Relatedly, Wills claims to have demonstrated that I vacillate between Strong Scientism and Weak Scientism and cites page 22 of his previous attack (Wills 2018a, 22). Here is how Wills (2018a, 22) argues that I vacillate between Strong Scientism and Weak Scientism:

Perhaps it is the awareness of such difficulties that leads Mizhari [sic] to his stance of ‘Weak Scientism’. It is not a stance he himself entirely sticks to. Some of his statements imply the strong version of scientism as when he tells us the [sic] knowledge is “the scholarly work or research produced in scientific fields of study, such as the natural sciences, as opposed to non-scientific fields, such as the humanities” [Mizrahi 2018a, 22].

However, the full passage Wills cites as evidence of my vacillation between Strong Scientism and Weak Scientism is from the conclusion of my second reply to Brown (Mizrahi 2018a) and it reads as follows:

At this point, I think it is quite clear that Brown and I are talking past each other on a couple of levels. First, I follow scientists (e.g., Weinberg 1994, 166-190) and philosophers (e.g., Haack 2007, 17-18 and Peels 2016, 2462) on both sides of the scientism debate in treating philosophy as an academic discipline or field of study, whereas Brown (2017b, 18) insists on thinking about philosophy as a personal activity of “individual intellectual progress.” Second, I follow scientists (e.g., Hawking and Mlodinow 2010, 5) and philosophers (e.g., Kidd 2016, 12-13 and Rosenberg 2011, 307) on both sides of the scientism debate in thinking about knowledge as the scholarly work or research produced in scientific fields of study, such as the natural sciences, as opposed to non-scientific fields of study, such as the humanities, whereas Brown insists on thinking about philosophical knowledge as personal knowledge.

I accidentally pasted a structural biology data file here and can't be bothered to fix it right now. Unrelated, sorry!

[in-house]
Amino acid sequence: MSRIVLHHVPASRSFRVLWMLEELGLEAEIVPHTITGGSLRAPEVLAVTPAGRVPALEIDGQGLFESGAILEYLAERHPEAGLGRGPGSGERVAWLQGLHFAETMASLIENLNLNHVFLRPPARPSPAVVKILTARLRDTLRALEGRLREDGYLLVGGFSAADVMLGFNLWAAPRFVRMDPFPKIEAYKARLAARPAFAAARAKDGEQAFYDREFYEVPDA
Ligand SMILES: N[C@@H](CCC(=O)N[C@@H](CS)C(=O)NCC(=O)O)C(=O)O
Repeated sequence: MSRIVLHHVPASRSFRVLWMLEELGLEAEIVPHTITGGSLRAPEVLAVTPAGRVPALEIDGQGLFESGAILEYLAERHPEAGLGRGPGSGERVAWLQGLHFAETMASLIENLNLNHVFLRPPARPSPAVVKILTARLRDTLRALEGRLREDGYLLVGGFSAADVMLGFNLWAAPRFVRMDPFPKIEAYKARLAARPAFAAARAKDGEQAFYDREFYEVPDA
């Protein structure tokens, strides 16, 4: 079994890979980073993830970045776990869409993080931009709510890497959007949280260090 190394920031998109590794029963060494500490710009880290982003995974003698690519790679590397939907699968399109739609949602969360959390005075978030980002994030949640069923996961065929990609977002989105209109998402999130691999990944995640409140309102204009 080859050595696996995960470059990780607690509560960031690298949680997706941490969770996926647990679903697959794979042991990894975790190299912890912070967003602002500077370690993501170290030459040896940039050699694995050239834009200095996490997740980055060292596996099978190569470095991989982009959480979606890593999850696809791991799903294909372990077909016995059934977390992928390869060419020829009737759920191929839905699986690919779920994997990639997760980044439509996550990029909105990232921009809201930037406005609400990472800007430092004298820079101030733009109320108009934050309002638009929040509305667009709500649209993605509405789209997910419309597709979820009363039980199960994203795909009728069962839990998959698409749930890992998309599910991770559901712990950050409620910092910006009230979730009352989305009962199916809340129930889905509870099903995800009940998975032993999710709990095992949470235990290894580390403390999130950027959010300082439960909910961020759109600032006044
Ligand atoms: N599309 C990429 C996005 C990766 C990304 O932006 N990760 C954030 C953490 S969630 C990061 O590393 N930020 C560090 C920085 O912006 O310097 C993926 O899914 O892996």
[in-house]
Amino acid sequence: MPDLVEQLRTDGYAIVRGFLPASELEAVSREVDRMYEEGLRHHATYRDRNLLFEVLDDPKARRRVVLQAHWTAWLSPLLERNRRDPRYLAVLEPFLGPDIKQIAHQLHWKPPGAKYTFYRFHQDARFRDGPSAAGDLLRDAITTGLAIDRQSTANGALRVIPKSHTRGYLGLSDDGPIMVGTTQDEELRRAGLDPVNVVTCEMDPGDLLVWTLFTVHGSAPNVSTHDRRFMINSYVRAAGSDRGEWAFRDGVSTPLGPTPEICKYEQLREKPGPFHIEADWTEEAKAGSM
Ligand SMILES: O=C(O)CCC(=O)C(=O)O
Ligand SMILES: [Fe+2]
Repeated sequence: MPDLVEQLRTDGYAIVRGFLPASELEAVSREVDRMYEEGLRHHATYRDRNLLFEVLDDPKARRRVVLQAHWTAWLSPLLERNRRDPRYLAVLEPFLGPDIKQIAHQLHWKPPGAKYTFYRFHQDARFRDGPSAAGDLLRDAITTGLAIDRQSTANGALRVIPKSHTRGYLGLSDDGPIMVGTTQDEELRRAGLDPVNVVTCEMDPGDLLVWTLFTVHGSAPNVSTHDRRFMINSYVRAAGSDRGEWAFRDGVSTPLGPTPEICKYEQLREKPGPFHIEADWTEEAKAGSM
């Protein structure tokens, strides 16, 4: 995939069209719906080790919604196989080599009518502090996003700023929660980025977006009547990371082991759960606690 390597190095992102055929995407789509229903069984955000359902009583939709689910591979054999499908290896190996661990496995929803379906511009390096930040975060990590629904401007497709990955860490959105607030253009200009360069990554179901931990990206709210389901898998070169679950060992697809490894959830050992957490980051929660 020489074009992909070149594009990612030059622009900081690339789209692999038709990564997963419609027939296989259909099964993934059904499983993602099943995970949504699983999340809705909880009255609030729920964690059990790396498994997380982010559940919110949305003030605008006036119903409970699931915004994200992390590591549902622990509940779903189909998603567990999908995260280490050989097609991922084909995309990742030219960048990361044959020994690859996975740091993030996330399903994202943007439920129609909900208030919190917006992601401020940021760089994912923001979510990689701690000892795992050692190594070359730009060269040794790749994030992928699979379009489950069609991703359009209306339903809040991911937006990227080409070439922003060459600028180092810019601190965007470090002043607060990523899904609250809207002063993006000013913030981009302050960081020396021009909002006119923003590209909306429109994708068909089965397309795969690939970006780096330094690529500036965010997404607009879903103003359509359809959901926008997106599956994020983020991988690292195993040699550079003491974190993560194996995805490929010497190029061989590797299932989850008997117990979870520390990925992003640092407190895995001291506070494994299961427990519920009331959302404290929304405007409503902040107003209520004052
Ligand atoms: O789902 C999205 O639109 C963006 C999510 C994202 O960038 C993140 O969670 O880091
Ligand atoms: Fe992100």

Clearly, in this passage, I am talking about how ‘knowledge’ is understood in the scientism debate, specifically, that knowledge is the published research or scholarship produced by practitioners in academic disciplines (see also Mizrahi 2017a, 353). I am not saying that non-scientific disciplines do not produce knowledge. How anyone can interpret this passage as evidence of vacillation between Strong Scientism and Weak Scientism is truly beyond me. To me, this amounts to “contextomy” (McGlone 2005), and thus further evidence of arguing in bad faith on Wills’ part.

Wills also misunderstands, as in his previous attack on Weak Scientism, the epistemic properties of unity, coherence, simplicity, and testability, and their role in the context of hypothesis testing and theory choice. For he seems to think that “a masterful exposition of Portrait of the Artist as Young Man will show the unity, coherence and simplicity of the work’s design to the extent that these are artistically desired features” (Wills 2018b, 36). Here Wills is equivocating on the meaning of the terms ‘unity’, ‘coherence’, and ‘simplicity’.